Wednesday, July 27, 2011

And so it goes...

See this smile?

The last recorded smile with all his baby teeth.
He's pretty thrilled about his Goodwill find -
the skateboard he's asked for five times everyday for the last four months.
[Forgive the quality - it was captured on my husband's (flashless) iphone.]

Now it looks like this:

Those of you who read my earlier post know my reluctance to meet this moment.  Ironically, this tooth is out by my own hand.  My hand, far smaller than the Mister's, whose fingers were too big to grab it.  My hand, bigger than the boy's, whose fingers were too small.

I'm sure God's having a good chuckle over it.

But, boy, was he excited!  He didn't even notice mommy's tears.

Hopefully, it having occurred on his way to bed won't mean the Tooth Fairy will miss the memo and fail to stop by.  We've seen this happen all too often.  (She really needs a better memory an email-fetching smart phone to get that late-breaking news even when she's on the job.)

And so it goes... the first of many.  Of course, with that new skateboard, maybe they'll all come out at once.

Monday, July 25, 2011

The last first lost tooth

I'm not new to this lost-tooth thing.  My first two not-so-littles have lost plenty.  And I recall being excited at their first lost teeth, diligently recording it in their baby books and snapping pictures.

But not this time.  This time I'm crying.

I'm only a little caught up in his expectation and excitement, checking the wiggle, seeing if he'll dare to let someone pull it or do it himself.  For him, losing that first tooth hangs the moon; the promise of Tooth Fairy bounty mesmerizes.

But for me, this is the last first lost tooth.  The last time I'll get to see this excitement, this rite of passage in the process of growing up.  The Tooth Fairy will not leave me bounty; instead, I'll wake up to see my little buddy's shining smile with a big black hole in the row of perfect, tiny little teeth.  The gap that will remind me there are no more babies in my house, only small grownups in the making.  A gap that slaps me with just how fast this is all going.

It shouldn't surprise me.  I've watched him growing, packed up all those outgrown clothes, grimaced at shoes that suddenly no longer fit.  I've seen him master feeding himself, getting himself dressed, using the bathroom.  But somehow I forgot about the permanent teeth, the grownup teeth.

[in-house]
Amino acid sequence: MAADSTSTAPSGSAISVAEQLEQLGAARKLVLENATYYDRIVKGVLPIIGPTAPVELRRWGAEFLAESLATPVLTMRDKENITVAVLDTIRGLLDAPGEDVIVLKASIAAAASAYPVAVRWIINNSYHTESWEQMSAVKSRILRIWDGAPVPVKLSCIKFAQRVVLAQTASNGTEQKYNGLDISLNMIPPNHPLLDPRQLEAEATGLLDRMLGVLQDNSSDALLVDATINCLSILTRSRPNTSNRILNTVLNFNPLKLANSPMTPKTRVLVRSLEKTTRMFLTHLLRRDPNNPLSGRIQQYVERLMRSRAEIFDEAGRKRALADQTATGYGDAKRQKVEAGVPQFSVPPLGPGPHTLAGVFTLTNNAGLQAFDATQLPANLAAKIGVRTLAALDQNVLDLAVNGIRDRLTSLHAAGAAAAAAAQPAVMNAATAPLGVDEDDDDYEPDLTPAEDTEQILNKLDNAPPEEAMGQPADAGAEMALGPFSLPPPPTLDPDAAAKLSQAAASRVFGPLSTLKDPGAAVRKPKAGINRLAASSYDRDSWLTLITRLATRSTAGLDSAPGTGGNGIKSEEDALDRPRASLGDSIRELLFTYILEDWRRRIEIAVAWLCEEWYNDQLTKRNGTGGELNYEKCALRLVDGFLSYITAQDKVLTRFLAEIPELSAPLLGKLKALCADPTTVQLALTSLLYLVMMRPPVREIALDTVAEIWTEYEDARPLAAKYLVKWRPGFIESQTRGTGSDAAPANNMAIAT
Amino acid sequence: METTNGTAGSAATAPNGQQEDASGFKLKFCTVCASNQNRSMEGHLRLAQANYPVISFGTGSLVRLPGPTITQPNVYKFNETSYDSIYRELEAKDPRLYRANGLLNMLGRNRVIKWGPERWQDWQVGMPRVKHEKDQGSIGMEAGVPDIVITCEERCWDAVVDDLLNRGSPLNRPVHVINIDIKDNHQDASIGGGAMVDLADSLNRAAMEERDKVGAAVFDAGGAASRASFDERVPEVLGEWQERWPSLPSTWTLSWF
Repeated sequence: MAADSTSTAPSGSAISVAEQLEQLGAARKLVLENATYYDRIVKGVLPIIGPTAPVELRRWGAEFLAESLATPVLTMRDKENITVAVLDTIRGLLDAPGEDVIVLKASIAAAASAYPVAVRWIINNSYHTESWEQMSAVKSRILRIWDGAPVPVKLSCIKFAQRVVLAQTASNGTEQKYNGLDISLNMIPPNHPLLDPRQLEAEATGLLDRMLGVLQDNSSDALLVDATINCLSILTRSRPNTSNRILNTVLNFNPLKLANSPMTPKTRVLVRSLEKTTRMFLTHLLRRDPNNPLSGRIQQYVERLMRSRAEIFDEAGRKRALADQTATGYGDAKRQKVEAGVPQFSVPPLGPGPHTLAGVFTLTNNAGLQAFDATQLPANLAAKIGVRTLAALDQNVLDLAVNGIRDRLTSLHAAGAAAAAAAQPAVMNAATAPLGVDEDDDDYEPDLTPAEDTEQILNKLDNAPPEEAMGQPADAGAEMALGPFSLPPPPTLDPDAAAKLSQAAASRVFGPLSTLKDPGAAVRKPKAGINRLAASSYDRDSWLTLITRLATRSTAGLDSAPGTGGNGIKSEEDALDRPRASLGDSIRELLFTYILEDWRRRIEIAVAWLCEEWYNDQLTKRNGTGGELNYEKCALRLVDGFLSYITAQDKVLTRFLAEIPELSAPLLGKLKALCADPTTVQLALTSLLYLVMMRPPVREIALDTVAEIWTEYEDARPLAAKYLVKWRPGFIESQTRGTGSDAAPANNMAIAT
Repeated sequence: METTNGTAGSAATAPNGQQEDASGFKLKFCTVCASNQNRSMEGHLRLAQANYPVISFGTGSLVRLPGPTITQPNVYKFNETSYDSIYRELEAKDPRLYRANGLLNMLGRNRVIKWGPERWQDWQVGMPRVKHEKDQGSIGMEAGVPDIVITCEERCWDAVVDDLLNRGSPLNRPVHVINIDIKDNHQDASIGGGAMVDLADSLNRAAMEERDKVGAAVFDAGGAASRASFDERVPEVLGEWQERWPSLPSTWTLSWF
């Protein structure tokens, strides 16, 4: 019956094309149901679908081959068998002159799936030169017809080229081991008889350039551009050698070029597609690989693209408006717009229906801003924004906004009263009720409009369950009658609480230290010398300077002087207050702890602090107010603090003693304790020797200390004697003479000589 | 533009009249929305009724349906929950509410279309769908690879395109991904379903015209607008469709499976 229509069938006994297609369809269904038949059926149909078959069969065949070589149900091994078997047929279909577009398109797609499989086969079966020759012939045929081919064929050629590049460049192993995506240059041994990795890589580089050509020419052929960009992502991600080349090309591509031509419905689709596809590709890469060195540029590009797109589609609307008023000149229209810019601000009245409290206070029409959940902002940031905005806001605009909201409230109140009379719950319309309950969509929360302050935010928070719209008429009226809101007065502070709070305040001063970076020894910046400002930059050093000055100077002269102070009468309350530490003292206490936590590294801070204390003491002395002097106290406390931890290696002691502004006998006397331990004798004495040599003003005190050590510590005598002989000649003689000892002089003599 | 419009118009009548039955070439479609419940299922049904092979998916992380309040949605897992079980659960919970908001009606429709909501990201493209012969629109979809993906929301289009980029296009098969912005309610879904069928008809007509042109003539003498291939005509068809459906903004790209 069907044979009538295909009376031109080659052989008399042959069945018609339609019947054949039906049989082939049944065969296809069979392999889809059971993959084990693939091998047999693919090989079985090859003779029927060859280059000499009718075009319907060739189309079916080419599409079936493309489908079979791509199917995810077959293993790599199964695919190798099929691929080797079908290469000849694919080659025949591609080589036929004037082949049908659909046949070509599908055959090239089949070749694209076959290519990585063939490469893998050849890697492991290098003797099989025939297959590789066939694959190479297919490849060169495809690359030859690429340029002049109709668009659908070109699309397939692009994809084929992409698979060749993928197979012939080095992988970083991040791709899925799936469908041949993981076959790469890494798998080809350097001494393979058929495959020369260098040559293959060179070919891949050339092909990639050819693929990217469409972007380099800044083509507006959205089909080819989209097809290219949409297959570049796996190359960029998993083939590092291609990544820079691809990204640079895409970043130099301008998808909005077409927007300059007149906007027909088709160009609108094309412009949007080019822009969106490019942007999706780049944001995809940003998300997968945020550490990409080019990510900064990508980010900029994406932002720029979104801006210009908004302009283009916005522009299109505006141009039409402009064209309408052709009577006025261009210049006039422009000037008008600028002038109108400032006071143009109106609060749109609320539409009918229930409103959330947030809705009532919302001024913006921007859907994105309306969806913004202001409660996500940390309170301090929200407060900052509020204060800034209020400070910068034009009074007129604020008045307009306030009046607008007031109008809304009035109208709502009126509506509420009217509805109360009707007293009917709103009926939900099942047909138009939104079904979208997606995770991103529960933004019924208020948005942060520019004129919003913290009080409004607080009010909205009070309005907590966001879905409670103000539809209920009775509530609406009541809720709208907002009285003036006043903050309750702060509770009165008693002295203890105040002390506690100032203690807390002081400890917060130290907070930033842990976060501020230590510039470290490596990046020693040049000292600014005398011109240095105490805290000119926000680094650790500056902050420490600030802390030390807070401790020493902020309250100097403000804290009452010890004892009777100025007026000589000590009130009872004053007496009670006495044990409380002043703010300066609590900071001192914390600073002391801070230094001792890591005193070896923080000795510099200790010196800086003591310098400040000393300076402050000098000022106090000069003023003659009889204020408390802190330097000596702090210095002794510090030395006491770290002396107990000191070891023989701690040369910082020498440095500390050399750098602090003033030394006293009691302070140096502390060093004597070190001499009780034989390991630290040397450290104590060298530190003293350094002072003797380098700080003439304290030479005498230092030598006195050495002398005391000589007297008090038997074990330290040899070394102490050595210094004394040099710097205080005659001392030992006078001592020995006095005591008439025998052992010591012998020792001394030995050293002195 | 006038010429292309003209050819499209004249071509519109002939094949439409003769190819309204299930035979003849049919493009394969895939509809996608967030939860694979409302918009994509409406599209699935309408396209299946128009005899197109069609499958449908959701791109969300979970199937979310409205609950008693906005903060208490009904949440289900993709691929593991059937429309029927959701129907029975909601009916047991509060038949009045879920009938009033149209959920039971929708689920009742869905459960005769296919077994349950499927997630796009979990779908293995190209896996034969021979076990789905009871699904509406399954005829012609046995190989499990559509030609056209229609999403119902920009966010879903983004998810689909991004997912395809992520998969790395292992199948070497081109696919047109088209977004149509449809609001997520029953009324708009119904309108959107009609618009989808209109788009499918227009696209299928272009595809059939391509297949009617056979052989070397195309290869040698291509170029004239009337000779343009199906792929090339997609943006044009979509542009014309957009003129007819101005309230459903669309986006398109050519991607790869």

So I'm bracing myself for the moment it finally falls out, likely today or tomorrow.  A few days left to see that little tooth sitting cockeyed in his mouth, too loose to stand up, too adhered to fall out.  And that's OK.  It can take its time falling out.  I'll use the time to slow things up a bit, revel in that smile of tiny white teeth while it lasts, and try to work up my excitement for what his smile will be when they've all been replaced.  His permanent smile.  His shiny, flashy, grownup smile that will someday captivate a woman other than his mother.

Monday, July 11, 2011

Fun with Shrinky Dinks

Remember Shrinky Dinks?  I do.  I remember having great ideas of what they would become and then pulling them out of the oven to see them cool to a bubbled-up, warped mess.

But when I saw what Cathe Holden was able to do with a new breed of Shrinky Dinks you can use in your printer, I had to give it another go.

I had the idea to do something with my kids' pictures when I discovered a method to digitally edit your pictures to make silhouettes.  I decided to do a twist on classic cameos and silhouettes, making unique "mom" jewelry that was more my speed than the little stick figures with jeweled bellies or metal-stamped disks one so frequently sees.

I began by having my kids stand one at a time sideways against a blank wall while I took their picture.

Not having Photoshop, I inserted their pictures into Microsoft Word, cropped/shaped them to ovals, and fiddled with the brightness/contrast settings until I had silhouettes.  To shape them up a bit, I did have to draw freestyle shapes to cover where I didn't want a collar sticking out or to cover places that still insisted on being a color, etc.  (If you do this project, I suggest your subjects wear collarless, solid shirts.)  If you are using a detailed image, you'll need to fade the picture before printing, as the colors will intensify as they shrink.  I used pale gray dotted lines to show me where to cut; if you have a punch the correct size, you can omit this part.

I then designed smaller circles with their names and dates of birth on the same page, and printed the whole thing out onto the Shrinky Dinks for inkjet printers (white sheets).  I followed the directions and set my printer for transparencies and less ink.  My printer was still smudging some and I suspect this is largely due to the medium and not the printer, so I suggest designing your page with multiple copies of each charm image so you can use the ones that come out best.  A clean white eraser, lightly applied, did help some. 

The silhouettes were sized at 2.1" tall by 1.75" wide for a finished size of about .76" tall and .74" wide.  The smaller circles were 1.5" diameter and baked to about .6" wide and .5" tall.  Oddly, the ovals ended up more circular and the circles ended up oval.  Shrinky Dinks are not an exact science, so expect some variation.  Again, preparing duplicates will give you the option to use those most  uniform.

I then cut the images out and punched them with an eighth-inch punch so I could insert jewelry links later to make them into charms.

As instructed, I preheated my oven to 275 and used an oven thermometer to make sure it was at temp when I put them in - and that it stayed at temp.  I put the charms on a single layer of brown grocery sack lining a cookie sheet per instructions and popped them in. 

I checked them frequently, panicking when I saw them becoming teeny tiny bowls.  But the instructions said to wait until they went flat again, so I chewed my nails and waited.  Sure enough, they got flat!  Thirty seconds later, it was time to take them out, and I immediately slid the grocery sack sheet w/ the hot charms onto a cool surface, pressing them gently with some clean paper and a book for a minute.  The baking process took about 5-7 minutes.